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The potential threat posed by cyber-crime is, by now, pretty well understood. What’s less well understood is how to put a strategy in place that is robust and flexible enough to cope with a constantly changing threat landscape and, even more critical, will help the company to recover from a cyber-attack. In the end, cyber-security should be seen as part of the overall strategy to ensure business continuity through resilience.

Jeremy Capell, GM, Advisory Services, ContinuitySA believes there are four key components to an effective cyber-security strategy: Implementation, assessment, monitoring and response. Most companies have long since recognised the need for the first two, and have assigned budget and resources to them. Far fewer even have the second two in their sights.

“Implementation covers the creation of security and governance policies along with technical activities such as the configuration of firewalls and so on,” he explains. “Assessment looks at the standards that need to be complied with, such as ISO 27001, and includes technical activities like performing a vulnerability assessment and doing vulnerability testing, usually annually.”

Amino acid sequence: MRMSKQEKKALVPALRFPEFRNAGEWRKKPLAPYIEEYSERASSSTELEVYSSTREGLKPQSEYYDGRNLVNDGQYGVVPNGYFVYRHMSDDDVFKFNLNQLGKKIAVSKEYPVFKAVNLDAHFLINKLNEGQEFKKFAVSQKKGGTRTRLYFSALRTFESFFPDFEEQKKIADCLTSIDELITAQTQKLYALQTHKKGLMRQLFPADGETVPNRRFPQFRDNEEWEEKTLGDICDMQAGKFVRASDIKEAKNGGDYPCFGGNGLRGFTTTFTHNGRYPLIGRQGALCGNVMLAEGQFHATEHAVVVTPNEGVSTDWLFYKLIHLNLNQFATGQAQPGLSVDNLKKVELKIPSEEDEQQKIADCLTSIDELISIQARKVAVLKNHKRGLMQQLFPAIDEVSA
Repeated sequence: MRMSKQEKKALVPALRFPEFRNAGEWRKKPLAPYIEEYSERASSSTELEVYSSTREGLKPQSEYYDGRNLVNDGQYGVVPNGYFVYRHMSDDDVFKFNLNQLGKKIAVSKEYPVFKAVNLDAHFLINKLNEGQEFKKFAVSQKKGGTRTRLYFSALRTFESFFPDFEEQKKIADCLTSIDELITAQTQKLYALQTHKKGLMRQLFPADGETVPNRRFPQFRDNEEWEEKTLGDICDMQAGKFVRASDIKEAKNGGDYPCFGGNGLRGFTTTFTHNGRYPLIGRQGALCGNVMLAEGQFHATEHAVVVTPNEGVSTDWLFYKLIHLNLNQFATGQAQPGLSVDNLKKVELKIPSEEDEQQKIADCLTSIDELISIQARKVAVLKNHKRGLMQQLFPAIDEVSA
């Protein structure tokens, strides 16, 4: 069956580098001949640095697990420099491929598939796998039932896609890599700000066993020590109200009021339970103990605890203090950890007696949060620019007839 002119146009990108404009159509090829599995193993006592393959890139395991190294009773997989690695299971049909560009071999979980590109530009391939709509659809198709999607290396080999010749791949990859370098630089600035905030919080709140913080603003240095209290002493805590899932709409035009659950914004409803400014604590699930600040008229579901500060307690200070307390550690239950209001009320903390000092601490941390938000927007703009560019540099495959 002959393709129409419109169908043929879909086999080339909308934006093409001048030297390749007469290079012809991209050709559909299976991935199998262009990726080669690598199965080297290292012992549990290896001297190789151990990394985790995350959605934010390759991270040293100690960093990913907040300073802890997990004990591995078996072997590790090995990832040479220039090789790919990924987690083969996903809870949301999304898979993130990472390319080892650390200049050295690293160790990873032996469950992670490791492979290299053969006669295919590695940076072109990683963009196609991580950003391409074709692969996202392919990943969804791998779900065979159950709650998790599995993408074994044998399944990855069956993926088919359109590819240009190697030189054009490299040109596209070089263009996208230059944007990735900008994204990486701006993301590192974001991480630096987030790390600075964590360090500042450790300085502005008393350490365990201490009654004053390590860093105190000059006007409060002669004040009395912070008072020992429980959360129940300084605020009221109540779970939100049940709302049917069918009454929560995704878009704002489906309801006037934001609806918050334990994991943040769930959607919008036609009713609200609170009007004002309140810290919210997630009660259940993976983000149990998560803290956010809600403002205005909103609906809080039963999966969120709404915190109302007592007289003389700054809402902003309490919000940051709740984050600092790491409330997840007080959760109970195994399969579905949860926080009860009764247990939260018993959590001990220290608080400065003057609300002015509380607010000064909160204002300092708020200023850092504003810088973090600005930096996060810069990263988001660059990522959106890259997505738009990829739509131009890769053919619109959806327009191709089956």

“All well and good, but these are essentially activities that take place at a certain point in time. If, for example, a new threat appears just after the annual vulnerability test, then the systems are effectively vulnerable until the next test,” he adds. That’s why the third component, monitoring, is so critical. Gathering threat intelligence needs to be continuous. It would include observation of sites on the Dark Web where hackers boast about their exploits and even post hacked information, checking whether traffic from known bad hosts is directed at your sites and constantly monitoring the threat landscape. It’s all about getting an early warning about a new Microsoft-targeting virus when it first appears, not once it has hit your system!

The final component is response in the event of a breach. A suitable technical response is one requirement, but plans for an appropriate business response are also necessary. This would include crisis communications plans and protocols, and how to deal with breaches that affect regulatory or other compliance. How you respond to a cyber-security incident will greatly influence its long-term impact on the business.

Part of the response phase could include help and input from your insurance company. Specialist cyber-insurance is necessary, but most insurers offer various forms of help aimed at getting you operational again, in order to minimise claims.

“A related consideration is that, in my experience, companies have pockets of excellence. They might do some of the various elements well, but it’s extremely rare they can do everything. In order to create the holistic approach I have so briefly sketched here, the help of an independent, specialist consultancy makes good sense,” Capell concludes.